From Amazon’s perspective, when Comixology was acquired there were now two separate product development teams serving the same audience. Yet a lot of work was done to consolidate different code bases (Comxiology was written in PHP), and the different data sets of catalogs (Amazon’s, Comixology’s, and Dark Horse’s), so a customer could find the same digital comics for sale on both Amazon.com and Comixology.com. Meanwhile, some of Comixology’s key features like Guided View were incorporated into the Kindle app. This, just the tip of the iceberg, was a large amount of work in a short time, and ultimately stifled Comixology’s ability to build-out and improve on the existing customer experience after they were acquired. Instead of recognizing that work, Amazon has now calculated whether Comixology’s engineers, product managers, staff etc. were redundant. The Medialines/Kindle engineers already maintain features for every book reader on Earth. Couldn’t they do the same for the subset of readers who read comic books?
This is where Amazon’s view of customer experience clashes with those of comic book readers.
Why did Amazon undermine the reading experience for digital comics?
One of the other key segments of the Amazon flywheel, and perhaps it’s most important, is customer experience. This is interpreted internally as increasing the convenience and speed for buying something and getting it delivered. And when it comes to digital comics, this means devoting engineering resources to faster purchasing, and downloading to your device.
(This became extremely important after Amazon made Comixology pull direct purchasing from the native app. This was done to not pay the 30% Apple tax that comes with any digital purchases made on apps downloaded from the AppStore. Instead Comixology.com’s mobile web purchasing experience was reengineered to become as fast as if a customer was purchasing from a native IOS app.)
If Amazon’s built a way to sell one digital copy of one comic with one click (or less with an auto-pay subscription), they've done their part for comics. And from an engineering perspective, building services for all Medialines and Kindle customers meant that digital comics readers inherited all the goodness that every other book customer did.
What Comixology provided though was a customer experience perfected for the quixotic needs of the modern comic book reader. (There was a recognition by Amazon Japan that manga readers needed their own Kindle device, and they built one! And Amazon let it go out of stock.) Instead of preserving that bespoke experience for digital comics customers, Amazon plugged the same data set into the Kindle app as they would books, and deprecated the separate Comixology app.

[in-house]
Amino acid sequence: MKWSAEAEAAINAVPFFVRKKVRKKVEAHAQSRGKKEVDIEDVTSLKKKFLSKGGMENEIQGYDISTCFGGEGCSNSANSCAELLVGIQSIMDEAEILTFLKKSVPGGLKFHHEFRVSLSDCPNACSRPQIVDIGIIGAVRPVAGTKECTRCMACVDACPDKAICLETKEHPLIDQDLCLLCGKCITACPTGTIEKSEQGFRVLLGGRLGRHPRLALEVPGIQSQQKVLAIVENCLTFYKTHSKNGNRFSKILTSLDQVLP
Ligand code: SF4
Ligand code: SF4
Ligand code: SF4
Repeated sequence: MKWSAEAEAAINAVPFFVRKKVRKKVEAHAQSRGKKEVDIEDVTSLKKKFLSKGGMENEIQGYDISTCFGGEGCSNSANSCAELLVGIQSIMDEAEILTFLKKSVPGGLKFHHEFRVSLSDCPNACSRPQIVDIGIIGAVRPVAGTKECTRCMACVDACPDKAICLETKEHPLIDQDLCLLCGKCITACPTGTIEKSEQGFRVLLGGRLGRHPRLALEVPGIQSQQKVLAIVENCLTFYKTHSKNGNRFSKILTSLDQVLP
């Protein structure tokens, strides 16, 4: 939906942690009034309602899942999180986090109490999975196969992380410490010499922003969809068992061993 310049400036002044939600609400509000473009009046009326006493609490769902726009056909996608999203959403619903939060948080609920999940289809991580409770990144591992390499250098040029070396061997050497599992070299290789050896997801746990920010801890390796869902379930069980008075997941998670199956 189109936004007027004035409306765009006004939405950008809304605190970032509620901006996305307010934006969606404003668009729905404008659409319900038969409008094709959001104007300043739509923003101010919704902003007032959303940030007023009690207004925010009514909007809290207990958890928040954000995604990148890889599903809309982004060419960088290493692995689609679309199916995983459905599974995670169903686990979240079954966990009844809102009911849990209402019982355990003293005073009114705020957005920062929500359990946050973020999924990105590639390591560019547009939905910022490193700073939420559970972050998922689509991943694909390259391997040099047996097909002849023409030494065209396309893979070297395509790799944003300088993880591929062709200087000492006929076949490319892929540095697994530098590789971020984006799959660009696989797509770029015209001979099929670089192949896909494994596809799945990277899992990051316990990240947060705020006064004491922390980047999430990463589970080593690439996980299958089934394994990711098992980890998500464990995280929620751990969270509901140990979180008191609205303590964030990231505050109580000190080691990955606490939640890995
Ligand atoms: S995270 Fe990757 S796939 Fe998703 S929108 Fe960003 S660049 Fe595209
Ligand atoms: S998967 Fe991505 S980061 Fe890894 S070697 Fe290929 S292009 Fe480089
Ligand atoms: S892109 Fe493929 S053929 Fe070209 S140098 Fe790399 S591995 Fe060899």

What came next was horror.
This was not the UX digital comics readers grew accustomed to. The Kindle app leverages UX metaphors rigorously tested to work for book readers, but not used on browsing libraries with thousands of single issues with complex series, miniseries, and event titles. What needs to be understood is this wasn’t done with malice: instead Amazon continuously listens to the feedback of millions of book readers. The feedback of those millions is always going to outweigh the feedback of only thousands of digital comics readers. It's just math. And Amazon keeps themselves beholden to math.
Kindle’s defaults reorganized comics libraries in ways newspaper and magazine readers were accustomed to, automatically grouping them in unexpected ways, and making it seem on glance like Amazon had erased comics from a customer's library.
Pull to refresh to see newly purchased comics was slow to come to the app, since the Kindle app didn’t need it. Previously, digital comics purchases were sent directly to the Comixology app, but ebook purchases were not. The latter was part of the supposed convenience of ebook purchasing: Amazon would ask which app or device to send an ebook to first, assuming a customer had several such devices. Meanwhile comic book readers, who might only ever be reading on their web app or one mobile device, were confused as to where their purchases were.
Dueling sort/filter menus led to dead-ends with finding specific comics, even ones already downloaded onto a device. Confusing call-to-actions newly labeled as icons made users believe functions were altogether missing.
The webbrowser was seemingly broken but this was more because the Kindle’s web reader wasn’t optimized for digital comics with guided view. (Comixology co-founder John Roberts product managed Kindle Comic Maker, a new tool to upload digital comics to Kindle Direct Publishing in a way the Kindle web viewer could understand, but Amazon did little to publicize it).
Amazon loves to talk about how everyday was Day 1. From Day 1, Comixology put the comic book reader at the center of everything they did. Whether Amazon does the same going forward is to be determined.